A USB micro-controller board that is based on the Arduino Mega2560 and Circuits@Home USB Host Shield designs (now referred to as the ADK board), which you will later implement as an Android USB accessory. The ADK board provides input and output pins that you can implement through the use of attachments called “shields.” Custom firmware, written in C++, is installed on the board to define the board’s functionality and interaction with the attached shield and Android-powered device. The hardware design files for the board are located in hardware/directory.

To cut to the chase, the ADK is an Arduino Mega with a USB host “shield” baked in, and a power supply to provide a steady 5V to the Android phone from an external supply. That’s the good news (there’s some bad news, the way Google did it, not necessarily the best way)…

What Is the Bad News About the Android Open Accessory Kit?

Pt 101006
Pictured above: IOIO for Android

You’re saying… There are already ways to work with Android AND Arduino! What about the MicroBridge, IOIO, Amarino, or Cellbots? Some will say the ADK is a step back from the IOIO; since the ADK will only support newer phones, this means any accessories will not likely be backwards compatible, but that’s how it goes with phones, I think. They do want to sell new models and get folks to update their phones.

Pt 101007

The other projects and products are all still good and will continue, but they just don’t have Google behind them (yet). I think we’ll see something close to the IOIO from Google as things move forward, but that’s just a guess. Pictured above, Oleg Mazurov’s USB host shield (using MicroBridge).

“Romfont” has a very detailed post and I agree with a lot of it. He writes:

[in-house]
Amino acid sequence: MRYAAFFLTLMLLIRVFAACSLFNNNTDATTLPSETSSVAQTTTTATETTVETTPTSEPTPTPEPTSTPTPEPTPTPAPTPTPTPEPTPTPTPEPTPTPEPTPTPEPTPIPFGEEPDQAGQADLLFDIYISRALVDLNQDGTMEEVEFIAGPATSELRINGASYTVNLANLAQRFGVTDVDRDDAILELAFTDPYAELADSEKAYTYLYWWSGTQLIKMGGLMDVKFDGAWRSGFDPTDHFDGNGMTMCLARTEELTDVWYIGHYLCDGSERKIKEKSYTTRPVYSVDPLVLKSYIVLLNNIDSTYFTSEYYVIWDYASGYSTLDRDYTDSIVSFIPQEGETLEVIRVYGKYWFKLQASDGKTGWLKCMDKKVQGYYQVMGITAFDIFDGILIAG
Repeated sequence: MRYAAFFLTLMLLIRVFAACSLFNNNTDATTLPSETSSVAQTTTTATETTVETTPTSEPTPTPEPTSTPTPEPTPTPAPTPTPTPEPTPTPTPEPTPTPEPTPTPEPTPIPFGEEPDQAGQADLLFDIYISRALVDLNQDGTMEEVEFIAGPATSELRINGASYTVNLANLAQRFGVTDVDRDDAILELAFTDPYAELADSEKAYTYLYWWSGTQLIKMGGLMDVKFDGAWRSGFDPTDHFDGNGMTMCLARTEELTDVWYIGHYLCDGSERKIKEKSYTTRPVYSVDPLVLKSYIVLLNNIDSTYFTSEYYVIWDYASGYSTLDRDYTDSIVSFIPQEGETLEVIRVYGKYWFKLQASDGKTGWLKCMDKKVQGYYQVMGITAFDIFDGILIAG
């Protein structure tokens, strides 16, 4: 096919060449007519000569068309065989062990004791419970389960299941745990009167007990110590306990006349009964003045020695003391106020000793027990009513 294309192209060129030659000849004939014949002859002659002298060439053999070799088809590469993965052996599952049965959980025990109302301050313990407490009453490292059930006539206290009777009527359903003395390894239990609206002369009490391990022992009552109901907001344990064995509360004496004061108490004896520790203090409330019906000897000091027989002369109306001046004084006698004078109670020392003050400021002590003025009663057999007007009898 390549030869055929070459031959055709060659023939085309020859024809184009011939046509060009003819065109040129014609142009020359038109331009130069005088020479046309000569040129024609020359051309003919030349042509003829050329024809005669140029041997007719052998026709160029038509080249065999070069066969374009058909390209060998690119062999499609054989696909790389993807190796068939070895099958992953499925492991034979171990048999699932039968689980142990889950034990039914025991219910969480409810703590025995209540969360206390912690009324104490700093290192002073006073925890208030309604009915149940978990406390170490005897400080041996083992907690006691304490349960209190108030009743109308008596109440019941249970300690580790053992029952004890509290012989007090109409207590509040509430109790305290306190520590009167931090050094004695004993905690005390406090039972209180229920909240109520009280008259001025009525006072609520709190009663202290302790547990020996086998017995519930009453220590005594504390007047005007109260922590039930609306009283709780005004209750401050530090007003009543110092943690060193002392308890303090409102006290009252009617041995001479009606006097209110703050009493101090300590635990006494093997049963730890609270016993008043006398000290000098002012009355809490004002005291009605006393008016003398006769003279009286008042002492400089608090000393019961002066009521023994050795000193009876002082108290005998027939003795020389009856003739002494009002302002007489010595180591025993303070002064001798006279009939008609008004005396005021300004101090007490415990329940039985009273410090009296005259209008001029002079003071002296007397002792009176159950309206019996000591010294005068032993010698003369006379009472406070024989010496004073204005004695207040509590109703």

By botching together a new protocol the ADK team ensured that nobody will be able to use this on anything but the latest phones, which makes it completely useless for commercial applications in the short term. For hobbyists it means that unless they’re willing and able to update their devices to the latest ROMs they won’t be able to join the fun until their next smartphone purchase. So we’re dealing with a badly designed, incompatible alternative to existing solutions. And this alternative is now the standard backed by Google.

I really want to love ADK, and I would have been the first to applaud Google for a job well done if they had actually taken the time to come up with a proper design. They could have added a new protocol properly, they could have built something on top of ADB, but more importantly they could have added proper support for OTG. As it stands ADK doesn’t solve any problems that weren’t already solved. Instead, they made the situation only worse by adding a new poorly thought-out standard, and we all know that’s the last thing Android needs another one of.

Read the whole thing — lots of good points in there. But Google declaring Arduino for Android is what the big news is here — other, future, and better implementations will be coming out soon. I know folks who are working on this right now. It’s being reported you could potentially use a USB host shield and an Arduino now, but there are power issues and I’m waiting to confirm if this is all true.

Another thing — Google doesn’t really have hardware expertise, despite being Google. I think the MEGA + USB host shield “all in one” was something quick and easy to get out the door before Google I/O. And already has the developer base of the Arduino. Google likely didn’t want to have folks needing to get or purchase some Keil complier just to make some prototypes and accessories or blink LEDs from your phone. So again, good on Google. But I am looking forward to the next revision (and what the open source community does).

Oh, one more thing before I keep going, here are the ADK files you can download, Google did everything properly for OSHW, by the way (nice!).

Is This the End Of Apple’s Restrictive “Made for iPod”(TM)?

Pt 101008

What do you need to do to get Apple’s approval for making “approved” accessories that work with the iPod/iPhone, etc? This:

Participate in the MFi licensing program to develop electronic accessories that connect to iPod, iPhone, and iPad. Licensed developers gain access to technical documentation, hardware components, technical support and certification logos. Developers receive technical specifications describing the iPod Accessory protocol, the communication protocol used to interact with iPod, iPhone, and iPad. Developers also gain access to the hardware connectors and components that are required to manufacture iPod, iPhone, and iPad accessories.